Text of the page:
Ask Waste Watchers: Mercury and the Mad Hatter |

Ask Waste Watchers: Mercury and the Mad Hatter

Joseph Walls
Daily Correspondent
Vail, CO Colorado

Why is mercury poisoning called Mad Hatter syndrome?

Victoria in Vail

Thanks for the question, Victoria. It is a fascinating subject concerning an early occupational disease.

In England during the 1800s, hats were very fashionable. A person who made or sold hats was called a milliner or a hatter. Hats were usually made from beaver, rabbit or other animal skins. One of the steps involved in making a hat included treating the skins with a compound that contained mercury. Without proper ventilation or protective gloves, the hatters breathed mercury vapors and absorbed it through their skin.

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Exposure to these vapors over long periods of time led to mercury accumulation in the hatters’ bodies. The symptoms of long-term exposure were many and included trembling, loose teeth, slurred speech, memory loss, personality changes and insanity. The word “mad” in Mad Hatter syndrome actually refers to mental instability or insanity instead of anger. Even today, Mad Hatter syndrome is a term that appears in medical dictionaries (Stedman’s Concise Medical Dictionary for the Health Professions).

The original meaning of the phrase “mad as a hatter” is uncertain, but it became a popular expression in the 1800s to describe mental instability.

It is quite probable that the author Lewis Carroll knew something of the psychological effects associated with Mad Hatter syndrome, as well as the expression “mad as a hatter,” when he penned Alice’s Adventures in Wonderland in 1865. In the book, there is a character called the Hatter whom we are told is mad. Although there is no explicit reference to his being insane, who can forget the Hatter’s poem “Twinkle, twinkle, little bat! How I wonder what you’re at!”?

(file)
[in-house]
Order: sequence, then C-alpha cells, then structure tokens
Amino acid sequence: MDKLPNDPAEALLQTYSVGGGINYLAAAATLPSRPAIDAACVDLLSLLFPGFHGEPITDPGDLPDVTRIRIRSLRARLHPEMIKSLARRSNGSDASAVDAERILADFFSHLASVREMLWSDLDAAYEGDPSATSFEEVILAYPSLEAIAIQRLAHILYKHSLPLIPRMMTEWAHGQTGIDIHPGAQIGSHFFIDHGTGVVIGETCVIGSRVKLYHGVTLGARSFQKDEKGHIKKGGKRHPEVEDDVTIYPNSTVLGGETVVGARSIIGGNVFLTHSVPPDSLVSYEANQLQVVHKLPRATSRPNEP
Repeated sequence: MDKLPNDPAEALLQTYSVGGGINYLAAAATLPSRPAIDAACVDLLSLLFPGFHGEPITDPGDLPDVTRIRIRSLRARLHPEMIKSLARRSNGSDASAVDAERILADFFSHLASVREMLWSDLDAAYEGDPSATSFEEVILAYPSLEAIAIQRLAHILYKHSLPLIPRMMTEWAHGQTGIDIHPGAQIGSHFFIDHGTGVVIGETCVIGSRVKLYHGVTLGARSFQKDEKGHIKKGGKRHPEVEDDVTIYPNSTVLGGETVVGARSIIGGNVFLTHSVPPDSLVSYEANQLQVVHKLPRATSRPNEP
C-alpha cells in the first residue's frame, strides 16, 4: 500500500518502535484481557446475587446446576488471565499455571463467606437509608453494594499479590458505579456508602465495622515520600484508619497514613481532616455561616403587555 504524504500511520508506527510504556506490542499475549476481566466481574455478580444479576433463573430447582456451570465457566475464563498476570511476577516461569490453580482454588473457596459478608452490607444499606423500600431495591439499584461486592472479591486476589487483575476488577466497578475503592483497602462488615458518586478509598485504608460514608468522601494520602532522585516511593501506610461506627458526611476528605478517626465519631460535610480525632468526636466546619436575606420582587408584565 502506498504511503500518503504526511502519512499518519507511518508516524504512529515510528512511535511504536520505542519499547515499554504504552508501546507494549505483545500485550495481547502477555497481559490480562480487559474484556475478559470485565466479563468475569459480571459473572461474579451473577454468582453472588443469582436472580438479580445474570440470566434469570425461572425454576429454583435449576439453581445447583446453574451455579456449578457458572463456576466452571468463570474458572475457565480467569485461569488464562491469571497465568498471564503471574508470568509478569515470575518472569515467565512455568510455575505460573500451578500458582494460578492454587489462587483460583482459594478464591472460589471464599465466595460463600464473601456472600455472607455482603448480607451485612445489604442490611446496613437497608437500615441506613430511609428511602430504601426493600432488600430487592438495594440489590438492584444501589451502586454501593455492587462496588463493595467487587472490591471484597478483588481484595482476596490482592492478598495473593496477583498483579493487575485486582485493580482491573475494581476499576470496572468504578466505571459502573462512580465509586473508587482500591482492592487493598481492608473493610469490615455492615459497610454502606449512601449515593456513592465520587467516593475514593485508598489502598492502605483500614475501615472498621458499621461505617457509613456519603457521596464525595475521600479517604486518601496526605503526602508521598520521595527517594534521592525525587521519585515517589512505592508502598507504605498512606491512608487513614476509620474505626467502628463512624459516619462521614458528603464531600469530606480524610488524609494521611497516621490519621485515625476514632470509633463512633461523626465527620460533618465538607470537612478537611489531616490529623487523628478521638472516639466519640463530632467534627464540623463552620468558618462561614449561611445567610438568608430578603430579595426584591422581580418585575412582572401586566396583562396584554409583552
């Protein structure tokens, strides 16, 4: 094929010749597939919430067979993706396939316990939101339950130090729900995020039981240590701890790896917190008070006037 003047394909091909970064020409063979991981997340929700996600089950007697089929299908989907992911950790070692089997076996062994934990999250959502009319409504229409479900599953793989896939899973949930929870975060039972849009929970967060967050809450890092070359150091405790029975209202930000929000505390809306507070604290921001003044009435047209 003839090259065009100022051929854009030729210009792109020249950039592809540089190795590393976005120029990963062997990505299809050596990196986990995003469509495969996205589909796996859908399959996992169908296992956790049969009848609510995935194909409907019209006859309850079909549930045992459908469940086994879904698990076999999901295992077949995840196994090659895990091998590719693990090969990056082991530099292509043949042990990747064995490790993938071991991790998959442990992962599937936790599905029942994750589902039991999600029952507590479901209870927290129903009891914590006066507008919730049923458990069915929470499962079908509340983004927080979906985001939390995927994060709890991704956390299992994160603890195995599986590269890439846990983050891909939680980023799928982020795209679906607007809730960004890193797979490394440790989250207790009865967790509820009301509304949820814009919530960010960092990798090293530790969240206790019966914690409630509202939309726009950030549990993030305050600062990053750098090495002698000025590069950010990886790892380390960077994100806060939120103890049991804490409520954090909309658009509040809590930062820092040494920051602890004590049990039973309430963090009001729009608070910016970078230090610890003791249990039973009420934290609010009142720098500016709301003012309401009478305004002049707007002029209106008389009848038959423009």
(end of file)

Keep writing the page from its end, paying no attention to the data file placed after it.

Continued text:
Over the years, we have become much more aware of the health hazards associated with mercury exposure than people were back in the 1800s. That being said, we still have quite a bit of mercury around us. Mercury can be found around the home in many shapes and forms, such as thermometers, thermostats, insect and weed killers made before 1988, medicines such as mercurochrome, certain button-cell batteries, interior and exterior paints older than 1991, wood preservatives and all fluorescent lighting.

This is why it is so important to avoid breaking devices or spilling products that contain mercury. When you are done with them, dispose of them properly. In Eagle County, you may safely dispose of all types of mercury-containing devices, fluorescent bulbs, batteries, paints and other chemicals at the Household Hazardous Waste facility at the landfill in Wolcott.

Household Hazardous Waste also accepts lots of other household items that should not be thrown in the garbage, such as aerosol cans, needles, all types of batteries, motor oil, antifreeze, corrosive materials, pool chemicals and flammable liquids.

Joseph Walls is hazardous-waste specialist at the Eagle County Household Hazardous Waste facility, located at the landfill in Wolcott. The facility is open 8 a.m. to 4 p.m. Monday through Friday and 8 a.m. to 3 p.m. on Saturday. Call 970-328-3468 or visit for information.

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